16 Dec 007 – Setting Up Shop & Crowdfunding
Welcome to the Autism Advantage podcast! I’m your host, Tom D’Eri, the COO and co-founder of Rising Tide Car Wash. In case you’re not familiar with what we do, we employ a fantastic team of individuals with autism, allowing us to empower our staff while offering a fantastic experience to customers. We believe that individuals with autism are an incredible untapped resource for many business, and this show is dedicated to proving that employing these people can create real competitive advantages.
Tiffany Fixter is the founder of Brewability Lab. At the time we recorded this conversation, it was still in the preparation phases and wasn’t yet up and running thanks to bureaucratic and governmental red tape. Now, though, I’m thrilled to say that Brewability Lab is fully operational and you can visit them (and enjoy some great beers) in Denver, Colorado!
A special education teacher by trade, Tiffany has an incredible entrepreneurial spirit. She moved to Denver for a job opportunity to run a nonprofit day program with about 135 adults with developmental disabilities, about a third of whom had autism. Tiffany was surprised and disappointed to find that only one or two of these people had jobs, so she decided to do something about it!
Opening a brewery started as a playful joke, but ended up being a seriously good idea. Many aspects of running a brewery are ideal for those with autism and developmental disabilities, as you’ll hear in our conversation. Tiffany will also talk about how she raised the funds to start the business largely through crowdfunding campaigns, which definitely had lots of cons to go along with the pros.
After the successful crowdfunding efforts, Tiffany and her dad were lucky enough to find a rare opportunity: a turnkey brewery. She put the Kickstarter money down as a deposit with just ten minutes to spare. Despite this stroke of luck, her #1 recommendation is to borrow double the money that you think you’ll need for your social enterprise, because it always costs more than you expect.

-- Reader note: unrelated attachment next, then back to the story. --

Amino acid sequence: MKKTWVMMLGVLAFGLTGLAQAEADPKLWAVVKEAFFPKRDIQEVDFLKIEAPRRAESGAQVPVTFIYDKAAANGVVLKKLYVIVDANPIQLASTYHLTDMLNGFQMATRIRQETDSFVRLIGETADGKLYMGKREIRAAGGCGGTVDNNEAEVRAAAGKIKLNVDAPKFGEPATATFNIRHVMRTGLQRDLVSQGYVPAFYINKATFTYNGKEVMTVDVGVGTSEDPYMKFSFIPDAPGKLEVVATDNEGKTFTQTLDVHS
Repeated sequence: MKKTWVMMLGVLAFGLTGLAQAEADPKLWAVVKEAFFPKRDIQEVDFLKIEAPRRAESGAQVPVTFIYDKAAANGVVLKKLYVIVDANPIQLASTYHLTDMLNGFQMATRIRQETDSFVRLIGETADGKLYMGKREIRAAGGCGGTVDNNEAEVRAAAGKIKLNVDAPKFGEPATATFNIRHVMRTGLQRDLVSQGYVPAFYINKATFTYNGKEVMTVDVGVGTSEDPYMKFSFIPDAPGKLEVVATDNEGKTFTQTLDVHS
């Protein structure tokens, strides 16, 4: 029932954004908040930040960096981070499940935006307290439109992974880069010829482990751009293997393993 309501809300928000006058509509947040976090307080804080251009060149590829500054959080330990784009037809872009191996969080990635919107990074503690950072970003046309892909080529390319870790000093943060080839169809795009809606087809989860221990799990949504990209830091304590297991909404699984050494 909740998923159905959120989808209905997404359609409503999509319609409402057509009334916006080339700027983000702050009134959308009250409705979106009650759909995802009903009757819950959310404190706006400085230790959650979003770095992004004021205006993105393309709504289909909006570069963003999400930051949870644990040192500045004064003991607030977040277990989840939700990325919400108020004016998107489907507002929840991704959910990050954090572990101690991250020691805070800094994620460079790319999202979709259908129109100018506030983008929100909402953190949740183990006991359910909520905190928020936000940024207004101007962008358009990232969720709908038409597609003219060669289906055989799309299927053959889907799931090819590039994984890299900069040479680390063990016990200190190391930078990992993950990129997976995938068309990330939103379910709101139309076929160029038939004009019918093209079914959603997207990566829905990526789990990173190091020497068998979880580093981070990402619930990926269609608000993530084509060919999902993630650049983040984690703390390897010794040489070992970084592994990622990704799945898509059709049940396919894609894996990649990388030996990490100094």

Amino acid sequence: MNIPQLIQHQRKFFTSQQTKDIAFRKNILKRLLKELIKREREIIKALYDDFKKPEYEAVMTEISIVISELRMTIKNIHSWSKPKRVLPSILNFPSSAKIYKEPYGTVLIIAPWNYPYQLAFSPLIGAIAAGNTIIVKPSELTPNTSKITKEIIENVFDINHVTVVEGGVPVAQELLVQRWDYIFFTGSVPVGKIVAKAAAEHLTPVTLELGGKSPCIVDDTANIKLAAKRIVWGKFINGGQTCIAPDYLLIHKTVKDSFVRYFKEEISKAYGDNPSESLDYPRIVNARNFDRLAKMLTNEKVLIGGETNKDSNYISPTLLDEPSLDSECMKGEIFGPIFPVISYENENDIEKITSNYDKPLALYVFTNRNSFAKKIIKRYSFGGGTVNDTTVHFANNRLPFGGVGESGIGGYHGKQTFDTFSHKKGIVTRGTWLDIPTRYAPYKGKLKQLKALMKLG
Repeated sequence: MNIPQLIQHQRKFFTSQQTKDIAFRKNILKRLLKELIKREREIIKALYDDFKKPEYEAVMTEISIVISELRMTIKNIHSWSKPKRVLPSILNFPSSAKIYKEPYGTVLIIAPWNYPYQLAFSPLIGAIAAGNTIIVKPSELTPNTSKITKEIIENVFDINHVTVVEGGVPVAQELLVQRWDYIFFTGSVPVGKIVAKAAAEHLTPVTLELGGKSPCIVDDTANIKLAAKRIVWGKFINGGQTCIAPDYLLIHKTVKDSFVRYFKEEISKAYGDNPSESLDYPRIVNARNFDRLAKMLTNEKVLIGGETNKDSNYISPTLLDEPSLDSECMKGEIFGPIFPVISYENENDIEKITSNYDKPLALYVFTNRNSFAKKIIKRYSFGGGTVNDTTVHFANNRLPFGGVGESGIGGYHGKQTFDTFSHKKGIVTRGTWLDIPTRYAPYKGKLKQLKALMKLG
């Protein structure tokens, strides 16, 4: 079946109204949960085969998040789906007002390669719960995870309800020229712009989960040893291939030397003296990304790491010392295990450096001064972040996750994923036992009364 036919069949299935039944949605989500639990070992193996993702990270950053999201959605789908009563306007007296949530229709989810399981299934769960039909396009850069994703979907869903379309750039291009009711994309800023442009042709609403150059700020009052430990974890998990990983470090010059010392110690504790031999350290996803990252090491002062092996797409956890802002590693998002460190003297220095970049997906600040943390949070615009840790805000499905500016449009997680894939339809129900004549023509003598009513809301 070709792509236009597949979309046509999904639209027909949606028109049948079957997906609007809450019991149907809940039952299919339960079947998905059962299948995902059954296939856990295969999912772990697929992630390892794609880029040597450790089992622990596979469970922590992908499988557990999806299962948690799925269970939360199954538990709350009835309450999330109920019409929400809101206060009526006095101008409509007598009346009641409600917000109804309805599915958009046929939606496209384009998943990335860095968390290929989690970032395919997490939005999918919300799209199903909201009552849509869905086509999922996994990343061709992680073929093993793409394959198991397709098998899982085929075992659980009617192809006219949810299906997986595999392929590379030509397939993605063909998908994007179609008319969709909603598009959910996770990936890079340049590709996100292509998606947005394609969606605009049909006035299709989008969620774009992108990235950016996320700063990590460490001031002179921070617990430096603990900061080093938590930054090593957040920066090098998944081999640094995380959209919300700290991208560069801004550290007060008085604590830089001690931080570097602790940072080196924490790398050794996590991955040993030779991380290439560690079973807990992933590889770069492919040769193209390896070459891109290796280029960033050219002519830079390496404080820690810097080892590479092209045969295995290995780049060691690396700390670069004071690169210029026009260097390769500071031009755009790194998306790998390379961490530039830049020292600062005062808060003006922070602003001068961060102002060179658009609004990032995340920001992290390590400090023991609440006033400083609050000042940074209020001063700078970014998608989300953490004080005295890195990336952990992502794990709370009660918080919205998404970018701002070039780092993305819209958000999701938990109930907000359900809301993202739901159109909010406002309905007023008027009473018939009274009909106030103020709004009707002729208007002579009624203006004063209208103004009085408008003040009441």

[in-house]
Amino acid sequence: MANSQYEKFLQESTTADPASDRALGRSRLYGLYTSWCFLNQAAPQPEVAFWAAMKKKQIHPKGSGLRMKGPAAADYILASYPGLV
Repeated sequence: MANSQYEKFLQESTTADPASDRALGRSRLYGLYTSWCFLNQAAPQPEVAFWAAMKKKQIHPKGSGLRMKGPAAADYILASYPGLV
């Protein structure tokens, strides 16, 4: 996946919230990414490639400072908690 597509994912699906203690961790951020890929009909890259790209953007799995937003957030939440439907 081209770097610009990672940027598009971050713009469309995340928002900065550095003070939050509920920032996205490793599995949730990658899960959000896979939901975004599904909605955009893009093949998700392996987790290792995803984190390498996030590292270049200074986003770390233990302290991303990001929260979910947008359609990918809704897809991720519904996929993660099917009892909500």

Listen to the episode to hear more of Tiffany’s thoughts on crowdfunding, her advice for entrepreneurs considering getting into a social venture, how much work it takes to get started (and the reason she’s been cleaning toilets all summer instead of teaching), and why it’s so important to have people around to help even when you’re trying to do everything yourself.
In This Episode:
[00:56] – What was Tiffany’s inspiration for starting Brewability Lab?
[02:34] – Tiffany talks more about the details of how Brewability Lab will operate once it opens, and discusses why the brewery is ideal for people with autism and other developmental disabilities.
[03:50] – Right now, they only have a few employees in training for when the brewery opens. They don’t want to hire too many people before they’re closer to opening, which is slowed down by governmental red tape.
[05:12] – Tiffany acknowledges that there’s frustration with them for not being open yet, and goes into more detail about the amazing amounts of time, money, and patience it takes to open a brewery.
[07:08] – Starting any business is tough, Tom agrees, and points out that it’s even harder for a retail setting with a lot of regulatory issues.
[12:58] – Tiffany wasn’t working during the time of the crowdfunding projects, and needed to treat them as a more-than-full-time job.
[14:02] – The woman who gave Tiffany the final $3,000 donation to meet the goal came through the Rocky Mountain Down Syndrome Association.
[14:32] – One of the greatest strengths of crowdfunding, Tom points out, is that you get to see whether people really want something.
[15:13] – We hear more about what Tiffany learned through the course of the process of crowdfunding and opening Brewability Lab.
[17:25] – Tom explains that when they were starting Rising Tide Car Wash, they realized that the business had an impact not only in employing individuals, but also in communicating the message of how capable people with autism and other disabilities are.
[18:30] – Now that Tiffany has done the crowdfunding process, would she recommend it to others as a fundraising method?
[20:25] – The entrepreneurial journey is not an easy road, Tom explains. He and Tiffany then talk about the costs of a crowdfunding campaign, which often costs around $10,000 to do well.
[22:46] – What are the most important things that Tiffany has learned about starting a social enterprise?
[25:35] – Tiffany lists some ways that people can help her with the brewery, whether that’s through advice, money, or help with electrical issues!
[27:17] – Tiffany has gotten some pretty nasty emails from people who don’t like her concept, including one from someone she used to work for who accused her of taking advantage of people with disabilities. Tom responds with advice to listen to these people, but not remember what they say.
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